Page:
Charity Begins at Home? Investigating the role of national identity in donation preferences towards local, national and international charities

Research output: Contribution to conferencePaper

5 Downloads (Pure)

Abstract

A growing number of charities across the UK are competing for donations from the general public, and donors are faced with a plethora of options when choosing charitable causes to support. One criteria that may be used in this respect is distance; that is, whether the beneficiaries of their donations are based locally, nationally or internationally. It has been argued that donors who feel a moral obligation to co-nationals are more likely to donate to charities closer to home. Such an obligation may be borne from a sense of national identity, a person’s sense of attachment to their home country. Equally, recent changes in the UK’s political environment, primarily the austerity measures first implemented in 2010 and growing criticism around the allocation of overseas aid, may subsequently change how donors feel about donating to international charities. This study aims to investigate if patriotism and nationalism, the two widely accepted dimensions of national identity, impact on donor behaviour towards local, national or international charities. Furthermore, the study will also explore if attitudes towards two political issues, austerity and overseas aid, are related to charity choice. The findings will have implications for charities looking to attract and retain donors.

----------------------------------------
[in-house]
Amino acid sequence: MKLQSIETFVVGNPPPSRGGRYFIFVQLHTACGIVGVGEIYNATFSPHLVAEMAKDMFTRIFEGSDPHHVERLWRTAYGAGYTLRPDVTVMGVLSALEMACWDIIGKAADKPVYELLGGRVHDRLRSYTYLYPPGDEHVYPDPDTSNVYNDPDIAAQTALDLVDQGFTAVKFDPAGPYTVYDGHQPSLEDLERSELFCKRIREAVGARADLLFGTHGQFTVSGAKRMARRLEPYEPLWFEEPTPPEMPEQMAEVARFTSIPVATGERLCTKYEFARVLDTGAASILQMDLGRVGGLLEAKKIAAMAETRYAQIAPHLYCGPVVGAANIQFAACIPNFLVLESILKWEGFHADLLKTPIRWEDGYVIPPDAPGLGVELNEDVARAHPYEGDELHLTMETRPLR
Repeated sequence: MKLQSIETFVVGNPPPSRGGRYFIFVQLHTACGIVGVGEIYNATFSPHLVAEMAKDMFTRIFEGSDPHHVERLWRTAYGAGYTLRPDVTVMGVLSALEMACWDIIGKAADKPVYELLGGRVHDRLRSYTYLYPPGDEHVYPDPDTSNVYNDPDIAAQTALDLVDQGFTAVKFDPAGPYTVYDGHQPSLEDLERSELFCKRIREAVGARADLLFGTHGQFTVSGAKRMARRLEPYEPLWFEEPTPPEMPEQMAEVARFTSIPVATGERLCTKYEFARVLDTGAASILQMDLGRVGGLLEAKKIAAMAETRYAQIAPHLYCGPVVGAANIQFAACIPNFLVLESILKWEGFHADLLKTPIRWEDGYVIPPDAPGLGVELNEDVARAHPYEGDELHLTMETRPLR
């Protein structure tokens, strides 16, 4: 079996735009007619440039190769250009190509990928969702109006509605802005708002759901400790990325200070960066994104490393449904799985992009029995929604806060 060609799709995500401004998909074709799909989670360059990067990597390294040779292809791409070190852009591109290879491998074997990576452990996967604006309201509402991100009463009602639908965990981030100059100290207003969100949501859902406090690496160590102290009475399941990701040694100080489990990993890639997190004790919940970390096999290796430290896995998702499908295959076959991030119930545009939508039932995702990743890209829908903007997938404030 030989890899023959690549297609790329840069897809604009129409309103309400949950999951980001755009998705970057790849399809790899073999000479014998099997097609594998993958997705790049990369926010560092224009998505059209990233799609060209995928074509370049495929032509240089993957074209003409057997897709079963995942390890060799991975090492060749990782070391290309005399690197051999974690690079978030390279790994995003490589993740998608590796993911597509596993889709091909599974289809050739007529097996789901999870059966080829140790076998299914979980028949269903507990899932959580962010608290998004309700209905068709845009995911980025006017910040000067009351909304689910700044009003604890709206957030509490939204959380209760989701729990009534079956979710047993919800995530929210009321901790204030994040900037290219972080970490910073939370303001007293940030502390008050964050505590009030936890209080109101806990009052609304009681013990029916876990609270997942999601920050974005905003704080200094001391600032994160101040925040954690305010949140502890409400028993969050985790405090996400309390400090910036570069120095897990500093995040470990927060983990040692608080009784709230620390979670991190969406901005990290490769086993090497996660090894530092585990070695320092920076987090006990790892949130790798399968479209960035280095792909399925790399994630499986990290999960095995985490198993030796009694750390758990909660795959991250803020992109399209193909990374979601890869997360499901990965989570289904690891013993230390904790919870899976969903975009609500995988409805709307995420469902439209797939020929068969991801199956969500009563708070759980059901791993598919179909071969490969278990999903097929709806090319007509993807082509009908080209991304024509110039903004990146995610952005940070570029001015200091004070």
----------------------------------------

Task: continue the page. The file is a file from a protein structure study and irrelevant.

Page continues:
Original languageEnglish
Publication statusPublished - 7 Jul 2015
EventAM2015 - Academy of Management Conference 2015: The Magic in Marketing - Limerick, Ireland
Duration: 7 Jul 2015 → …
http://programme.exordo.com/am2015/

Conference

ConferenceAM2015 - Academy of Management Conference 2015: The Magic in Marketing
Period7/07/15 → …
Internet address

Fingerprint

Dive into the research topics of 'Charity Begins at Home? Investigating the role of national identity in donation preferences towards local, national and international charities'. Together they form a unique fingerprint.

Cite this